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USSR and Mustafa Kemal

Taken from:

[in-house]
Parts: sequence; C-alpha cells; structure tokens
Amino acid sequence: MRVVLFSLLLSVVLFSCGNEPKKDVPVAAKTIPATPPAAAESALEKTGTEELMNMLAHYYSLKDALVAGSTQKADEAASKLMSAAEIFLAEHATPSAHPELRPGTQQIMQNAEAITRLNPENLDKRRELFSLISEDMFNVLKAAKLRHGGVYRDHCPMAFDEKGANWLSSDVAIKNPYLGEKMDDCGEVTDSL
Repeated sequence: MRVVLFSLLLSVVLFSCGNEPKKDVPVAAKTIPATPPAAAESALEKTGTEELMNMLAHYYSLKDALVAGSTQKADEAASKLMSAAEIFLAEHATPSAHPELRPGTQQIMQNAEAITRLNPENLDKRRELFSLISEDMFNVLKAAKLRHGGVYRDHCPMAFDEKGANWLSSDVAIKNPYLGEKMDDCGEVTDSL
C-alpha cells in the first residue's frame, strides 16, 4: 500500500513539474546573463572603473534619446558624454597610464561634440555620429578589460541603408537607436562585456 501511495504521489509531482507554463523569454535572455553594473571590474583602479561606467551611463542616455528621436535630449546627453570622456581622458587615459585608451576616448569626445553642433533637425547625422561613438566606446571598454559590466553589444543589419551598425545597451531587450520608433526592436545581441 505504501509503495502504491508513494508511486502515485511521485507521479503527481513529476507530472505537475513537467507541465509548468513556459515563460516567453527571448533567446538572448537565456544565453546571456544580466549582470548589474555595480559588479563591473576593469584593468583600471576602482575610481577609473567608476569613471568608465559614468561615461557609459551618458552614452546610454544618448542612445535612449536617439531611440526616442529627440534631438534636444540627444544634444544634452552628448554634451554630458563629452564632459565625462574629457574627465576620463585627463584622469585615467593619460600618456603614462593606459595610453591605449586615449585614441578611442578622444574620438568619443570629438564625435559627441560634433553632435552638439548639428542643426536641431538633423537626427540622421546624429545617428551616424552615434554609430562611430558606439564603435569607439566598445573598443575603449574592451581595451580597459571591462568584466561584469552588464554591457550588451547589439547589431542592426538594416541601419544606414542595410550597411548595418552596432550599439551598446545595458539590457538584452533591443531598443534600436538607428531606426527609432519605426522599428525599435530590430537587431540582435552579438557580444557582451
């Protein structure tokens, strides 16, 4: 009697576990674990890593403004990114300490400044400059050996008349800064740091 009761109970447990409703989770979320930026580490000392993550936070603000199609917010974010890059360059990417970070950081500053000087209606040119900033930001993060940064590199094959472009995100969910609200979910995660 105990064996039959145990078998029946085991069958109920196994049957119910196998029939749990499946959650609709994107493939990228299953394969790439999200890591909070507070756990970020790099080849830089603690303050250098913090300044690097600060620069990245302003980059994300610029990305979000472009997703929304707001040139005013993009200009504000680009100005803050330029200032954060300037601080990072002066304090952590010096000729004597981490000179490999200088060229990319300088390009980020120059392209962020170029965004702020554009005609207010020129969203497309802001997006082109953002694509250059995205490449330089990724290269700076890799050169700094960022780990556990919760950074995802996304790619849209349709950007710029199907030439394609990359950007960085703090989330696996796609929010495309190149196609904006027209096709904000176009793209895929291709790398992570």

Loren Goldners Socialism in One Country Before Stalin, and the Origins of Reactionary Anti-Imperialism: The Case of Turkey, 1917-1925 interested me for several reasons. Not only do my in-laws have strong Kemalist credentials, I have developed a strong affection for Turkish culture, enough so that I studied Turkish at Columbia University for a couple of years until I ran into the brick wall of the advanced class. Beyond the personal connection, I felt challenged by Goldners assertion that the Soviet Unions turning a blind eye to the murder of 15 leading Turkish Communists in 1921 constitutes a kind of original sin that is manifested today in the following manner: The anti-imperialist ideology of the 1960s and early 1970s died a hard death by the late 1970s. Western leftist cheerleaders for Ho- Ho- Ho Chi Minh in London, Paris, Berlin and New York fell silent as Vietnam invaded Cambodia, and China invaded Vietnam, and the Soviet Union threatened China. China allied with the U.S. against the Soviets in the new Cold War, and the other national liberation movements that had taken power in Algeria, and later in Ethiopia, Angola, Mozambique, and Guinea-Bissaudisappointed. Today, a vague mood of anti-imperialism is back, led by Venezuelas Chavez and his Latin American allies (Cuba, Nicaragua, Ecuador, Bolivia), more or less (with the exception of Stalinist Cuba) classical bourgeois-nationalist regimes. But Chavez in turn is allied, at least verbally and often practically, with the Iran of the ayatollahs, and Hezbollah, and Hamas, as well as newly-emergent China, which no one any longer dares call socialist. The British SWP allies with Islamic fundamentalists in local elections in the UK, and participates in mass demonstations [sic] (during the Israeli invasion of Lebanon, summer 2007) chanting We are all Hezbollah. Somehow Hezbollah, whose statutes affirm the truth of the Protocols of the Elders of Zion, is now part of the left; when will it be We are all Taliban? Why not, indeed? Such a climate compels us to turn back to the history of such a profoundly reactionary ideology, deeply anti-working class both in the advanced and underdeveloped countries, by which any